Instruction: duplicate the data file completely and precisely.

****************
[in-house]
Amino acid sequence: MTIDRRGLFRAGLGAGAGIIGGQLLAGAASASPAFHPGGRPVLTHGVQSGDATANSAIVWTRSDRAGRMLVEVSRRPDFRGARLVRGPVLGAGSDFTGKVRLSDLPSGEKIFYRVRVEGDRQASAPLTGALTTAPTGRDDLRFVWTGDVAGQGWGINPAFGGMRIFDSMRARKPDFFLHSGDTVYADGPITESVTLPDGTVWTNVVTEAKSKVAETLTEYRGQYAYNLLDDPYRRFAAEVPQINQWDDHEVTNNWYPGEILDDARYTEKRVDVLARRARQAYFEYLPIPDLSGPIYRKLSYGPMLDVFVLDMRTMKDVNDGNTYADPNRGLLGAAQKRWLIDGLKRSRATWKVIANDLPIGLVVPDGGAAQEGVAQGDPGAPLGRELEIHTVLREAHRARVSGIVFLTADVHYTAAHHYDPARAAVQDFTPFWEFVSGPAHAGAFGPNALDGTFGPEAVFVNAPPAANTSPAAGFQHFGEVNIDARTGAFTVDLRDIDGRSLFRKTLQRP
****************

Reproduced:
[in-house]
Amino acid sequence: MTIDRRGLFRAGLGAGAGIIGGQLLAGAASASPAFHPGGRPVLTHGVQSGDATANSAIVWTRSDRAGRMLVEVSRRPDFRGARLVRGPVLGAGSDFTGKVRLSDLPSGEKIFYRVRVEGDRQASAPLTGALTTAPTGRDDLRFVWTGDVAGQGWGINPAFGGMRIFDSMRARKPDFFLHSGDTVYADGPITESVTLPDGTVWTNVVTEAKSKVAETLTEYRGQYAYNLLDDPYRRFAAEVPQINQWDDHEVTNNWYPGEILDDARYTEKRVDVLARRARQAYFEYLPIPDLSGPIYRKLSYGPMLDVFVLDMRTMKDVNDGNTYADPNRGLLGAAQKRWLIDGLKRSRATWKVIANDLPIGLVVPDGGAAQEGVAQGDPGAPLGRELEIHTVLREAHRARVSGIVFLTADVHYTAAHHYDPARAAVQDFTPFWEFVSGPAHAGAFGPNALDGTFGPEAVFVNAPPAANTSPAAGFQHFGEVNIDARTGAFTVDLRDIDGRSLFRKTLQRP